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1 of 1 people found the following review helpful
5.0 out of 5 stars A must have !
Don't expect a systematic treatise : Hardy guides you into the vast and intricate number theory via side tracks, leaving a few gaps to be filled in... Which allows him to cover an enormous range of topics, in his usual clear and concise style.

In my opinion, this book should be read after Gauss's masterpiece "Disquisitiones Arithmeticae" and before Apostol's...
Published 17 months ago by André Gargoura

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5 of 31 people found the following review helpful
2.0 out of 5 stars There is no such thing as 'number theory'!
I'm not as impressed as the other reviewers here with this book, despite it's being in some sense a 'classic'.

I take it some people - I have no idea what proportion of the population - now and then are struck by properties of numbers. For example, if a number AB is added to BA, the result always divides by 11. If the difference is work out, this is always a...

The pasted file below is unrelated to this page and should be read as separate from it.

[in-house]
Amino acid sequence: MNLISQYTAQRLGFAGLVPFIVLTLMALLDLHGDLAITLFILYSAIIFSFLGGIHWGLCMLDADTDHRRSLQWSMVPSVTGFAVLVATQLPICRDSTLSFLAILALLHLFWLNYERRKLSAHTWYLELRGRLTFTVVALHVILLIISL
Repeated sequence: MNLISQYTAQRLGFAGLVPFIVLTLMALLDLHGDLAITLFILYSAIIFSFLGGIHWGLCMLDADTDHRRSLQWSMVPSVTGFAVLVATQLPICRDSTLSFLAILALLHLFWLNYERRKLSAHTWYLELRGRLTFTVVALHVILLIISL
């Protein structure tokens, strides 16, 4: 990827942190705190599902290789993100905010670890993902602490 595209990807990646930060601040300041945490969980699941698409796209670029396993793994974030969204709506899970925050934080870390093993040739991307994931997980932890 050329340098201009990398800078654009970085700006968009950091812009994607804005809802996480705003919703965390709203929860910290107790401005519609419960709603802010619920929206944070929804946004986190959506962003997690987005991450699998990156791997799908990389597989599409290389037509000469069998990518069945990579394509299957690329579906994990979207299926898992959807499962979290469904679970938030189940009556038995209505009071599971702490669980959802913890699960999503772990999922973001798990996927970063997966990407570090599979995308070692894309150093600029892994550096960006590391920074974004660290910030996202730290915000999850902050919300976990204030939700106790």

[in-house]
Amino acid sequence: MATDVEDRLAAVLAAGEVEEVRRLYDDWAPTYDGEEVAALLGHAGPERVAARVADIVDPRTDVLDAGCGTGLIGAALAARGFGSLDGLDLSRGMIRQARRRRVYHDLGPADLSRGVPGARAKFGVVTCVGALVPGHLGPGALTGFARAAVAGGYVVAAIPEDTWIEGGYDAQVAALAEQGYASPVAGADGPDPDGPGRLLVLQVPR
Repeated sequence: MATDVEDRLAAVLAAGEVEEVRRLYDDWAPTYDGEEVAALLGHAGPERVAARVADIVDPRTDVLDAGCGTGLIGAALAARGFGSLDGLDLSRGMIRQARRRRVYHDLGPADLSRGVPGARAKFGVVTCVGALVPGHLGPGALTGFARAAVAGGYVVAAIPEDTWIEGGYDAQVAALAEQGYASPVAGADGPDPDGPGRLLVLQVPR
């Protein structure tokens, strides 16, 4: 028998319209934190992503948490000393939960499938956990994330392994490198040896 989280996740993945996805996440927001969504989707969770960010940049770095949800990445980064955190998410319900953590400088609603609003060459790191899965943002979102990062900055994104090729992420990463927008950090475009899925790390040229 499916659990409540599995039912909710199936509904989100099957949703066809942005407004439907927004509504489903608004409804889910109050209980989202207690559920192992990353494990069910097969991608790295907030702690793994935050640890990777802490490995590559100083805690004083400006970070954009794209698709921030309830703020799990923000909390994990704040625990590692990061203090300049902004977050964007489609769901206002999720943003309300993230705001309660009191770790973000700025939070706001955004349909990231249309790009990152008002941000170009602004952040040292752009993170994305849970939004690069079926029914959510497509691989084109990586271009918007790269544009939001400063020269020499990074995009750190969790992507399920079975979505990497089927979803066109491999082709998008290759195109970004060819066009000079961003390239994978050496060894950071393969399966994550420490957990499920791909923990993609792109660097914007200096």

Published on 8 Aug 2010 by Rerevisionist


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1 of 1 people found the following review helpful
5.0 out of 5 stars A must have !, 20 Jan 2013
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André Gargoura "André Gargoura" (Paris, France) - See all my reviews
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This review is from: An Introduction to the Theory of Numbers (Paperback)
Don't expect a systematic treatise : Hardy guides you into the vast and intricate number theory via side tracks, leaving a few gaps to be filled in... Which allows him to cover an enormous range of topics, in his usual clear and concise style.

In my opinion, this book should be read after Gauss's masterpiece "Disquisitiones Arithmeticae" and before Apostol's "Introduction to Analytical Number Theory".
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4 of 5 people found the following review helpful
4.0 out of 5 stars An Introduction to the Theory of Numbers, 15 Nov 2010